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7 ways to slice COVID-19 risk during planting

Your phone, e-mail, and tablet are your new best friends.

This planting season will be like no other, due to the risk of farmers being sidelined by COVID-19. In this story, University of Missouri (MU) Extension writer Linda Geist interviews Rusty Lee, a MU field specialist in agronomy, about how to reduce COVID-19 risks. 

Farmers and ranchers face unique safety risks as COVID-19 continues to spread. The predicted peak of the COVID-19 outbreak likely will hit as spring planting season shifts into high gear, says Rusty Lee, University of Missouri (MU) Extension field specialist in agronomy.

Physical distancing becomes difficult as farmers receive seed and chemical deliveries, Lee says. Shipments of seed bags and chemical containers arrive on trucks that have been to other farms. This could spell trouble if precautions are not taken, he says. The National Institutes of Health reports that the virus can survive up to three days on plastic and stainless-steel surfaces, and up to 24 hours on paper surfaces.

READ MORE: 7 tips for making a COVID-19 farm contingency plan

Here are some ways to limit exposure to COVID-19 during the busy spring planting season.

1. Limit traffic in and out of the farm. 

Ask to be there when delivery trucks arrive, Lee says. Maintain a 6-foot distance from the delivery person.

2. Make sure no one other than the farmer uses his or her tractors or forklifts to unload supplies. 

“This creates additional planning and work for the farmer, but it reduces risk of transferring the virus as one person hops off and another hops on equipment,” Lee says.

3. Keep sanitizing supplies in commonly used areas, such as tractor cabs and sheds.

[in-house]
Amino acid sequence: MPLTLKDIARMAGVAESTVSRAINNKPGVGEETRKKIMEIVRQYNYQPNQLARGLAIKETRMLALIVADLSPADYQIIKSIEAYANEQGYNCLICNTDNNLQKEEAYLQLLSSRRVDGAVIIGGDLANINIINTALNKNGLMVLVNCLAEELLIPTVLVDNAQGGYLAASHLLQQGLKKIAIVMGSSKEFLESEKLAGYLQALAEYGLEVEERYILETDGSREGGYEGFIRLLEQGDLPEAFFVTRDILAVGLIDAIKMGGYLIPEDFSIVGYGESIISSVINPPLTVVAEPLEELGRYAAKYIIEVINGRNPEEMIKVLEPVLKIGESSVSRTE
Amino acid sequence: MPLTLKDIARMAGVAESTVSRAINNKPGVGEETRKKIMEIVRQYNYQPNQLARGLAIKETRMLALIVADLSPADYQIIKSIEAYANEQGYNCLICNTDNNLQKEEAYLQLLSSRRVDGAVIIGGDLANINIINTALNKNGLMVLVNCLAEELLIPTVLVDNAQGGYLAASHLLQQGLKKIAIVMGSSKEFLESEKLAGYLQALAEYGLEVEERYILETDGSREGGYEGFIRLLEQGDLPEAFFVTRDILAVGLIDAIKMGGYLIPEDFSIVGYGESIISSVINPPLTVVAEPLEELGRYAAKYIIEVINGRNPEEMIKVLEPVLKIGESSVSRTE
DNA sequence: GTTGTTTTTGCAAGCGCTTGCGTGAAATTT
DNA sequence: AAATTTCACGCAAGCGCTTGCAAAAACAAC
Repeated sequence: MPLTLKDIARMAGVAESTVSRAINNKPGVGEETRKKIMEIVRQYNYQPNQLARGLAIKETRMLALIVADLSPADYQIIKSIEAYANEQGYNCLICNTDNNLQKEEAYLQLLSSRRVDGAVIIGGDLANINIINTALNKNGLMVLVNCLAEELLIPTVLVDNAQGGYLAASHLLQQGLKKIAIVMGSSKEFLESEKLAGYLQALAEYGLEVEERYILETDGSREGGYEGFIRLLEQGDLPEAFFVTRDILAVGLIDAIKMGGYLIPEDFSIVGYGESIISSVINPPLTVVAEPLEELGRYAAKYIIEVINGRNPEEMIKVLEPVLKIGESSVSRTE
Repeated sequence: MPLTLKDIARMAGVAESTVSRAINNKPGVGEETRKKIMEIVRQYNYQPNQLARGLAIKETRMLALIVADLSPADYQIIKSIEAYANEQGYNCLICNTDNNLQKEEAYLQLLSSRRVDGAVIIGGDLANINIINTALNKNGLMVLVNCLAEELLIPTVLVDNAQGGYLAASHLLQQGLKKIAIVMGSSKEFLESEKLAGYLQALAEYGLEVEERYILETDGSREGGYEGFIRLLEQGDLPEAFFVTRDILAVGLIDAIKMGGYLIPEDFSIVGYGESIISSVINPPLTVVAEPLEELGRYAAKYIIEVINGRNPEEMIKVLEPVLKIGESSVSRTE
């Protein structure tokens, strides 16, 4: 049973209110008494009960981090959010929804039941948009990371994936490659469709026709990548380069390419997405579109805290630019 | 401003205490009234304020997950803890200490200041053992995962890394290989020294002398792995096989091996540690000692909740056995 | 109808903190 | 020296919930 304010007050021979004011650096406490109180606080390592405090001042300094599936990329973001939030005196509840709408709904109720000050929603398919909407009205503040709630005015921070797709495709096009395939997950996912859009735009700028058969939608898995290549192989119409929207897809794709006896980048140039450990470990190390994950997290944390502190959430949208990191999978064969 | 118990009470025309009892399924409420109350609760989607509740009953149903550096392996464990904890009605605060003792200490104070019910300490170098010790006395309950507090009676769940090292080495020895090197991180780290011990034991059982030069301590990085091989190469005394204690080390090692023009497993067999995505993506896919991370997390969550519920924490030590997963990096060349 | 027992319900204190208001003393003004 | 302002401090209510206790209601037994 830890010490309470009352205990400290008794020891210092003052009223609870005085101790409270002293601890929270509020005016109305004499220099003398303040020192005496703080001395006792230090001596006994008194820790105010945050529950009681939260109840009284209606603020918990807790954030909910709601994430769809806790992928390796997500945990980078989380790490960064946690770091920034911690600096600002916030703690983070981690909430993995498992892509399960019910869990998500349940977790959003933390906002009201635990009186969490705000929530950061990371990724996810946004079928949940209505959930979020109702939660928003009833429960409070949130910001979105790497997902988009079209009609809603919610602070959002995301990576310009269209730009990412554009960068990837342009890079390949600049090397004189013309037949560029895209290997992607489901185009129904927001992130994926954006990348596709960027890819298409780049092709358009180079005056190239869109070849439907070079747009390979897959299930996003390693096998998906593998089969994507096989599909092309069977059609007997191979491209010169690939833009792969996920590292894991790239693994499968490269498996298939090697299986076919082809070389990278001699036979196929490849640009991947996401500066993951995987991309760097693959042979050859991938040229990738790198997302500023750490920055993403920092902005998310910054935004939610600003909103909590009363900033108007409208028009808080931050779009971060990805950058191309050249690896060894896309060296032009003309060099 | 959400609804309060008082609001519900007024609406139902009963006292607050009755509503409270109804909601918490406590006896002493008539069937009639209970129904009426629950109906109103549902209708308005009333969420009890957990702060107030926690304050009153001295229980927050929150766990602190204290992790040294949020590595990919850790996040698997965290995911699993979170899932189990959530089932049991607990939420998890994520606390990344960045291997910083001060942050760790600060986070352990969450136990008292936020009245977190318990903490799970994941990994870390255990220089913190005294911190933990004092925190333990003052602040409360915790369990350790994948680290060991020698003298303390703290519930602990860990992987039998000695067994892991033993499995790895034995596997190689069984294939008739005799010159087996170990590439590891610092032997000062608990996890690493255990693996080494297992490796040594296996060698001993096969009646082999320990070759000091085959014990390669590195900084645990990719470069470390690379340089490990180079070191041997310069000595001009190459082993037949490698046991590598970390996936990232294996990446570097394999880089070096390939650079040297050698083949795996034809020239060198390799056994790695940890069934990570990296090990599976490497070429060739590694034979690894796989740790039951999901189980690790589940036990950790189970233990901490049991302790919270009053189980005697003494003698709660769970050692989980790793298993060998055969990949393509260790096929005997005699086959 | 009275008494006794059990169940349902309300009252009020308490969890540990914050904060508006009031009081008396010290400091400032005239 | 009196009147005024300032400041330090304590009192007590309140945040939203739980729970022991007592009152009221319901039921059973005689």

Wipe down doorknobs, steering wheels, radio knobs, grab handles, fuel tank covers, and other surfaces people might touch.

4. Change your communication style. 

“The telephone, email, and your tablet are your friends,” Lee says. “Use technology to communicate.”

This includes texting work plans to employees instead of holding morning meetings in the shed or at the kitchen table. It also means using a phone or tablet to take a picture of a broken part to send to the parts dealer. Call ahead to make sure parts are in stock, and ask the dealer to place the part outside the door.

5. Maintain social distancing and sanitation guidelines among family. 

Farms face special risks because up to three generations of one family may still actively work on the farm. 

“Your brother, sister, brother-in-law, cousin, and grandfather might be part of the family farm operation,” Lee says. “Meal times and child care might include Grandma and Grandpa.” Even within families, maintain safe practices such as distancing. Wipe down surfaces frequently and try to minimize contacts. Also, consider how to safely handle “field food” and other meals during planting season.

6. Write a contingency plan in case of illness for yourself, family members, or workers.

Decide who can fill vital roles and share this plan with those involved. Safety should be a priority for all who enter and leave the farm, he says. Set and follow protocols.

7. Maintain equipment, but also take care of your health.

“You are your farm and family’s most important asset,” says Lee. 

Lee reminds farmers that MU Extension specialists are still available to answer questions. 

“Many of our offices are closed at this time for our safety and the safety of others, but specialists remain available by telephone or email to help. We are still on the job!” he says. 

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